ISLAMABAD: The International Monetary Fund (IMF) said on Sunday its delegation was expected to meet Finance Minister Ishaq Dar on the sidelines of the Geneva conference to “discuss outstanding issues and the path forward”.
The conference begins on Monday (today).
An IMF spokesperson confirmed that its managing director ‘had a constructive call” with Prime Minister Shehbaz Sharif in the context of the international conference on Resilient Pakistan and “expressed her sympathy to those directly affected by floods and supported Pakistan’s efforts to build a more resilient recovery”.
The statement came on the heels of figures released by the State Bank that the country’s foreign exchange reserves stood at $5.576 billion on Dec 30 — equivalent of three weeks of controlled, essential imports.
The reserves held by private banks stood at $5.846bn, taking the total to $11.42bn. Since then Islamabad has repaid about $1.2bn to a couple of UAE-based commercial banks, bringing down official reserves to $4.5bn.
Prime Minister Shehbaz Sharif had disclosed at a ceremony on Friday that IMF Managing Director Kristalina Georgieva, during a telephonic conversation, had assured him that her team would visit Pakistan for a review during the week beginning on Jan 9.
He had assured the lender of last resort that Pakistan was “committed to successfully completing the Fund’s ongoing programme”, adding the government had already taxed the rich but could not burden the poor.
The IMF statement said the MD had ‘expressed her sympathy to those directly affected by floods’.
However, there appeared to be some confusion about the IMF team’s visit because a meeting in Geneva between the Fund and Pakistan’s economic managers, led by Finance Minister Ishaq Dar, had been planned weeks ago.
Deputy Finance Minister Dr Aisha Ghaus Pasha had announced on Dec 29 in parliament that Ishaq Dar would have meetings with IMF officials during the donors conference.
Sources in the finance ministry, on the other hand, did not confirm dates for the IMF visit to Islamabad. The two sides had repeatedly been saying before Christmas holidays that they remain virtually engaged.
Led by Prime Minister Sharif, a large entourage of cabinet members, bureaucrats and diplomats would be attending the Resilient Pakistan Conference, co-hosted and organised by United Nations Secretary General Antonio Guterres.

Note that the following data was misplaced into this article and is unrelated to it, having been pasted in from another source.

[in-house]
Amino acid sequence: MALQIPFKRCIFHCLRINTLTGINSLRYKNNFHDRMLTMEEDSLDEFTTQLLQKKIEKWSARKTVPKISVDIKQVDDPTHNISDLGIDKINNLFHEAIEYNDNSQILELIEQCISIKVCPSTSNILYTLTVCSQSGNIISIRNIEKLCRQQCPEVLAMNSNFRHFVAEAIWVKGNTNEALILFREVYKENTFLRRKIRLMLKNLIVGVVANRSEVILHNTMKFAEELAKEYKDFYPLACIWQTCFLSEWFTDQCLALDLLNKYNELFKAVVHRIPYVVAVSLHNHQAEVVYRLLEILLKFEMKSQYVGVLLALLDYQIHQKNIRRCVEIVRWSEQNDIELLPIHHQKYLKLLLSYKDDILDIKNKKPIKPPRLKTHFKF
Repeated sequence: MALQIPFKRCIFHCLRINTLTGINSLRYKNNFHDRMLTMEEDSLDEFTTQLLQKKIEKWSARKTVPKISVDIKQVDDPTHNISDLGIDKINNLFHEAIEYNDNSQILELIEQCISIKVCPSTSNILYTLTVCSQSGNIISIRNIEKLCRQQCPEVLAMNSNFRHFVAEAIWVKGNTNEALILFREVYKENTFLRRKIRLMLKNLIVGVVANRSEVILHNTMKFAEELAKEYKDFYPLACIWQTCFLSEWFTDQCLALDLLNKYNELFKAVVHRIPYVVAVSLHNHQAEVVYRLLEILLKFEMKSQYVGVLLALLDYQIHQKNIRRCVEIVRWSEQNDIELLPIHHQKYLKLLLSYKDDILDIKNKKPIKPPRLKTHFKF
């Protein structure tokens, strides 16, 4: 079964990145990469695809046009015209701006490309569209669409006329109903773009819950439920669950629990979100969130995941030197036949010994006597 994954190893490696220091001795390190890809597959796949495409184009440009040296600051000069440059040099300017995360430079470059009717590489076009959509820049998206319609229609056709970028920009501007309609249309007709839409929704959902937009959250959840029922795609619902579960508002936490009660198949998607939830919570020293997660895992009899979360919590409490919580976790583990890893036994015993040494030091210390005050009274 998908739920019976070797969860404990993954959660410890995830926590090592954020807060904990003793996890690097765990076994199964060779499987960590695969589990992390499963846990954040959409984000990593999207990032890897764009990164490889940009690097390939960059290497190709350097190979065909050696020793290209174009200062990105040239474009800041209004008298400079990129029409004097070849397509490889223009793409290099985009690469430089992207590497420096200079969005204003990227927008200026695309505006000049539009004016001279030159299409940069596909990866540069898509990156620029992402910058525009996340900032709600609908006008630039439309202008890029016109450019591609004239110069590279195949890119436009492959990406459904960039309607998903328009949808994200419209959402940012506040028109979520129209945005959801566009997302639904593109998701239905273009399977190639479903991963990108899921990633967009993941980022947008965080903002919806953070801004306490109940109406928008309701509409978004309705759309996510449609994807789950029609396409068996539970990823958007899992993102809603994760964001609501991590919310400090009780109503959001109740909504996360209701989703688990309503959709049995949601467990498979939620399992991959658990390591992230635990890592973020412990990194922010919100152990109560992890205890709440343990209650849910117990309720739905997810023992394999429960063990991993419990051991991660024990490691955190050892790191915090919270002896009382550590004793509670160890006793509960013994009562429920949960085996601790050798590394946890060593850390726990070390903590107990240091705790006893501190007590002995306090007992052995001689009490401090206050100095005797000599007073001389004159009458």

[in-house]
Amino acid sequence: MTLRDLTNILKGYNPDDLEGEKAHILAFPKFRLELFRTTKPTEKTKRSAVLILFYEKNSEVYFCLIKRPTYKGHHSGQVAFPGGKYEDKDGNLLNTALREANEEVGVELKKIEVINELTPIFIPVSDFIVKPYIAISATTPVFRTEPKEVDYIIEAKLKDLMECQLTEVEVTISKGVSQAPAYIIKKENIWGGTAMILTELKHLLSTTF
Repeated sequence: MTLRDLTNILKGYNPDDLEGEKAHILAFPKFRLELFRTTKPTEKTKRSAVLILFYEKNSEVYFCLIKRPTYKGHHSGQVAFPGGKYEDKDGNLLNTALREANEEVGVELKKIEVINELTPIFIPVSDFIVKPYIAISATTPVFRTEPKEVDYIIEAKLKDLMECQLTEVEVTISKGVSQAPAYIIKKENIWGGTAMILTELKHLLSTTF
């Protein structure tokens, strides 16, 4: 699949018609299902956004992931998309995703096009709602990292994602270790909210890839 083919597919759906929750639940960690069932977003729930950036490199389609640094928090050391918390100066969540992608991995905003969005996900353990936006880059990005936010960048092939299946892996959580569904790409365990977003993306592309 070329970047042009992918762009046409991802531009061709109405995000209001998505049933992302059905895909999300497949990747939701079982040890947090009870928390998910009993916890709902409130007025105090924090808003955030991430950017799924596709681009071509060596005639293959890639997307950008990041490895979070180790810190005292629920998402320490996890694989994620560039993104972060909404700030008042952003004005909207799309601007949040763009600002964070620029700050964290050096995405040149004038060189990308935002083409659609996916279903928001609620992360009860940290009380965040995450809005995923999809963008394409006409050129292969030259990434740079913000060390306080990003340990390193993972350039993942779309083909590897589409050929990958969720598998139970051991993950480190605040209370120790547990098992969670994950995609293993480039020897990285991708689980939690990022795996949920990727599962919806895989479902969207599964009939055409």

Economic Affairs Ministers Sardar Ayaz Sadiq, Planning Minister Ahsan Iqbal and Climate Change Minister Sherry Rehman will hold separate sessions to sensitise international aid agencies and development partners to the devastation caused by floods, brief them about the country’s development needs and challenges to ‘build back better’ and the catastrophic effects of climate change on Pakistan.
Besides a briefing session, the finance minister will engage with lenders, particularly the IMF team. On return, the minister is expected to stay back in UAE for a similar support, along with discussions on divestment of shares of public sector entities on G2G basis.
The finance minister had said last week that the government would be shortly imposing a flood levy on the affluent and a gains tax on banks’ foreign exchange earnings.
The IMF and the authorities had not been able to agree upon the power sector’s circular debt management plan and gas price adjustments.
Under the combined seventh and eighth review leading to a disbursement of $1.18bn in the first week of September, Pakistan had given an undertaking to ‘trigger committed contingency measures at the earliest signs of fiscal programme underperformance’.
The fund now already wants an end of fiscal-year roadmap given that the last and 11th review will be very close in May next year based on end-March performance.
Pakistan committed that “as soon as monthly data show signs of underperformance against programme revenue targets (eg if data for an early month within a quarter suggest risks to quarterly performance), the government has committed to activating contingency measures as needed.
Published in Dawn, January 9th, 2023
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